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George Saenz, the Bankrate.com Tax Talk columnistJuggling money in retirement plans

Dear Tax Talk,
I have a 401(k) plan through my work. My wife's work has just offered a
401(k)
option, which we'd like to take advantage of. As the end of the year nears, I've been calculating our tax situation, and I realize now I should have contributed more to my 401(k) this year.

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Basically, I'd like to find a way to invest an extra $4,000 in retirement that I can also reduce my AGI by, saving just under $1,000 in tax. My wife's 401(k) plan is limited to a 25 percent maximum contribution per pay period. Given the short time before year end, we could not get a meaningful amount into it. Our AGI is likely to be above the $75,000 traditional IRA phase out for deductions, but I've heard that if my wife does not have an employee-run 401(k), the phase out for deduction is extended to $150,000, which would be well within reach.

I'm planning on opening a traditional IRA in my wife's name, transferring the $4,000 into it, then afterward opening the 401(k) at my wife's work and rolling the IRA into the 401(k). Her 401(k) plan indicates you can roll in traditional IRAs. Do you think this is the easiest solution? From what I've read, it does seem legal. Thanks much in advance.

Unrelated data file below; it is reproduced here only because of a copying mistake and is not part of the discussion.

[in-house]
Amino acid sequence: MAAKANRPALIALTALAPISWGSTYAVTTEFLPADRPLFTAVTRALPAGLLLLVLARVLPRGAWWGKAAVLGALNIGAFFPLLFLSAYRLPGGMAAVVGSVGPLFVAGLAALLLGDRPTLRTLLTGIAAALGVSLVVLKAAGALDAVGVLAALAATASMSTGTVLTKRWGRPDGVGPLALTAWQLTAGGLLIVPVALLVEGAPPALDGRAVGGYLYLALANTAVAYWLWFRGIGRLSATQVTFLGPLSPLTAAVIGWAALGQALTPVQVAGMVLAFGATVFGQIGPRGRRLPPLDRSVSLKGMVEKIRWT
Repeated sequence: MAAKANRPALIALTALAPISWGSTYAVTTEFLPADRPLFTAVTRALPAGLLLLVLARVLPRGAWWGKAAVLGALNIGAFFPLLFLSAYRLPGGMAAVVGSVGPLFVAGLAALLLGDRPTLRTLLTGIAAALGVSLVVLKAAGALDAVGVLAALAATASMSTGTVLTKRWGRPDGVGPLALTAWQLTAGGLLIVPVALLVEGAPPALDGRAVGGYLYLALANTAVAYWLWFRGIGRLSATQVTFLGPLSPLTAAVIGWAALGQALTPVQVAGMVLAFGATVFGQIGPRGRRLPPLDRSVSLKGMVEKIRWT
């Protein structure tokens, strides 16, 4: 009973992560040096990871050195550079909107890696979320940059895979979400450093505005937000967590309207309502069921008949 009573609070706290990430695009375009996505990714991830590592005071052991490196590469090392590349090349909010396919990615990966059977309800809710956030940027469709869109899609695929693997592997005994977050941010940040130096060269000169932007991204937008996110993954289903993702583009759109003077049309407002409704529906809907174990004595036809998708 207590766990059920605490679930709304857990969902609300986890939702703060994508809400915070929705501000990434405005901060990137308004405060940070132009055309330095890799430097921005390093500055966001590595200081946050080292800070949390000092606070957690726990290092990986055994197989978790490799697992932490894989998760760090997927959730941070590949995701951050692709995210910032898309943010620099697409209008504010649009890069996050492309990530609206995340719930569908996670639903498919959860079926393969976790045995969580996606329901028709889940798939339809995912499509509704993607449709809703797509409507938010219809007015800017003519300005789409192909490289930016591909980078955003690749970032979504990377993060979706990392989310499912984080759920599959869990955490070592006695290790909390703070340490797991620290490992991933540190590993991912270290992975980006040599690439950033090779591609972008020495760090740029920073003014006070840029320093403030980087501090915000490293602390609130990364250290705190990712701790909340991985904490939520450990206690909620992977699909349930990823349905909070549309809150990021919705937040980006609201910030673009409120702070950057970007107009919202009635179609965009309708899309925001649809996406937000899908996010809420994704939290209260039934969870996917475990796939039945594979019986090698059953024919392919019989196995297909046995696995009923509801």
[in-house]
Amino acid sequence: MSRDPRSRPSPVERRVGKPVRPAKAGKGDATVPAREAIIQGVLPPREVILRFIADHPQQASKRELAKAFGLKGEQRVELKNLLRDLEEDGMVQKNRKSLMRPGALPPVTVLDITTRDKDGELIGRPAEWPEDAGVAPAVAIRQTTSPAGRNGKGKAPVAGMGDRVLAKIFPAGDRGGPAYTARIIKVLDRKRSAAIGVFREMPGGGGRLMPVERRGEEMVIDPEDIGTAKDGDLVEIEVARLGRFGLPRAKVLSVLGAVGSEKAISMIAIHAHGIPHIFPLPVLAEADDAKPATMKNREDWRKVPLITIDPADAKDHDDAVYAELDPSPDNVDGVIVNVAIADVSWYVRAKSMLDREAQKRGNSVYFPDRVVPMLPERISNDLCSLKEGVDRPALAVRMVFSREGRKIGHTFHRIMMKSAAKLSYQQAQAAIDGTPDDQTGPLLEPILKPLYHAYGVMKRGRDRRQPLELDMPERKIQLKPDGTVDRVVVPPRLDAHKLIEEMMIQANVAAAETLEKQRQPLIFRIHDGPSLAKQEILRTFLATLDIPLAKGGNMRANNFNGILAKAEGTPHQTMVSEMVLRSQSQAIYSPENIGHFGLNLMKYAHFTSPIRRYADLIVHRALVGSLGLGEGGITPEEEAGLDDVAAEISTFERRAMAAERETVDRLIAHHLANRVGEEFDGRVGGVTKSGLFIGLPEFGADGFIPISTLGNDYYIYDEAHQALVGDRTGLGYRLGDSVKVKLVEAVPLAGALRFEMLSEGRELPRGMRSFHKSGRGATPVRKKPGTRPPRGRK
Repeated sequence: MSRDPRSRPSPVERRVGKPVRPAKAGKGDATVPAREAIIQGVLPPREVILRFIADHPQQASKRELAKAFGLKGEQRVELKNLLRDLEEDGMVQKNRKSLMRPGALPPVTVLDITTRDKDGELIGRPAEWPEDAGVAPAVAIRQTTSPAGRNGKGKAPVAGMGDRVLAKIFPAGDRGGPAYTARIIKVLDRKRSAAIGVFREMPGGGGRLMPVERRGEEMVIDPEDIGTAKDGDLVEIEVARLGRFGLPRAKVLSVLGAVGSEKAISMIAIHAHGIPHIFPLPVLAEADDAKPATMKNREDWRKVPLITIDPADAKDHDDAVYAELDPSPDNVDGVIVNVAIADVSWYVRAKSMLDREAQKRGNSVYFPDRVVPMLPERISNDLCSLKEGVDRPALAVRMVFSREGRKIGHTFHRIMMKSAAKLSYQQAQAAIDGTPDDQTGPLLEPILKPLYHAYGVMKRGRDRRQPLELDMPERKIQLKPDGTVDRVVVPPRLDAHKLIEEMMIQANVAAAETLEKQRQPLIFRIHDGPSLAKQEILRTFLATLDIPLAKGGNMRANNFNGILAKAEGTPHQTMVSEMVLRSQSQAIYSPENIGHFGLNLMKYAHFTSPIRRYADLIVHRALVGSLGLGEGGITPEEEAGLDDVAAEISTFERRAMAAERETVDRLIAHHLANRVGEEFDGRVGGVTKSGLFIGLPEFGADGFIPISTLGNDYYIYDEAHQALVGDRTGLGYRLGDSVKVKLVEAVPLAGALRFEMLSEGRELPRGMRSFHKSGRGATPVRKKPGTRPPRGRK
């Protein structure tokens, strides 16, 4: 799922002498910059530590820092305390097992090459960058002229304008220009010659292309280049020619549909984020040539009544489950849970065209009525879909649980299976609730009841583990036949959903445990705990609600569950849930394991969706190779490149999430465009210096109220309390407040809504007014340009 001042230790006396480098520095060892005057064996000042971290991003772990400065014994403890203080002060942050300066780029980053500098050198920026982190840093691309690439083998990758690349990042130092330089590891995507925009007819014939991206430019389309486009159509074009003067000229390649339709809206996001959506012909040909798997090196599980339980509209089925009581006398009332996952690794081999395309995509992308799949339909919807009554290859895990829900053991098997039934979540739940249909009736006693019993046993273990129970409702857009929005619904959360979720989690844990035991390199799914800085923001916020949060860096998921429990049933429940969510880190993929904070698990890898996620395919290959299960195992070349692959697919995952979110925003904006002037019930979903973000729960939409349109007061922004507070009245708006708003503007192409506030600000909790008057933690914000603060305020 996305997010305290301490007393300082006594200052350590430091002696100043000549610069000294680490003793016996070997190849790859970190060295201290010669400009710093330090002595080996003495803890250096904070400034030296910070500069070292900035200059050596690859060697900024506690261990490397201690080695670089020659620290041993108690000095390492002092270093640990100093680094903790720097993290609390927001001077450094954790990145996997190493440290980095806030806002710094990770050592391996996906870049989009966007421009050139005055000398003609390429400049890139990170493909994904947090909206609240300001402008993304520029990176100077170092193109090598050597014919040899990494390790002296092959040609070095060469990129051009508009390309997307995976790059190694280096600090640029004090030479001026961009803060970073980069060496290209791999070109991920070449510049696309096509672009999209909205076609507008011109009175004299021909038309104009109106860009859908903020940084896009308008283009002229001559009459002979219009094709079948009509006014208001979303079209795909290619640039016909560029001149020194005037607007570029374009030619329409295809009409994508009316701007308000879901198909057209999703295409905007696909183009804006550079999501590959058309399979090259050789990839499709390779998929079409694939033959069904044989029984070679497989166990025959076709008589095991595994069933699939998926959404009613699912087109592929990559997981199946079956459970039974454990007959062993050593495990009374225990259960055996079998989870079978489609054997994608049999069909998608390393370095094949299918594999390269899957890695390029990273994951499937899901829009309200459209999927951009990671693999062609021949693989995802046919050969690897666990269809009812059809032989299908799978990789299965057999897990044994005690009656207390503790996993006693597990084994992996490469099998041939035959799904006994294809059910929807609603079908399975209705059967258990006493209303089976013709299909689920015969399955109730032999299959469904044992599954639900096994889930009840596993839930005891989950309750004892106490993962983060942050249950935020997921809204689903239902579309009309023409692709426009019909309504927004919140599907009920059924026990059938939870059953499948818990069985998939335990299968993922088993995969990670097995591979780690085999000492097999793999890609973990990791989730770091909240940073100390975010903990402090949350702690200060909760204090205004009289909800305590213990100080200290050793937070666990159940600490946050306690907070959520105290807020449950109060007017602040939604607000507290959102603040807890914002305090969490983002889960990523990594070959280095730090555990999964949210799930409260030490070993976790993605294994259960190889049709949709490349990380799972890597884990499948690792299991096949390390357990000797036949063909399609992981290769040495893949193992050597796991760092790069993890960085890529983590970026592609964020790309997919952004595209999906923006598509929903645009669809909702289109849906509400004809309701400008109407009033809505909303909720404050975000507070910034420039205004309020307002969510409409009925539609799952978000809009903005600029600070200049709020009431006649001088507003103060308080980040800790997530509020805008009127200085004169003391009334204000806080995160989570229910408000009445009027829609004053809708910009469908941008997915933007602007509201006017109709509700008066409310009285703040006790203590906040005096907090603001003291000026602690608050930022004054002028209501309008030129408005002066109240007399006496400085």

-- Matthew

Dear Matthew,
You've apparently done your homework. It used to be that, up until a few years ago, if one spouse was in a retirement plan at work, the other spouse was severely limited in making a deductible IRA contribution.

Now, instead of having your deduction phase out when AGI is over $75,000, a married couple with only one active participant in a plan can make a fully deductible contribution when their AGI is below $150,000. The deduction for the nonparticipating spouse is phased out between $150,000 and $160,000. Beginning in 2007, the AGI thresholds will be indexed for inflation, which will allow deductible contributions at higher income levels.

The only question of concern is when would your spouse be eligible to participate in her employer's plan if she misses the initial enrollment? She might have to wait out six months or a year before she is allowed to enroll in the company plan. But I'm sure you've already checked this out.

To ask a question on Tax Talk, go to the "Ask the Experts" page and select "taxes" as the topic.

Bankrate.com's corrections policy-- Posted: Nov. 22, 2006
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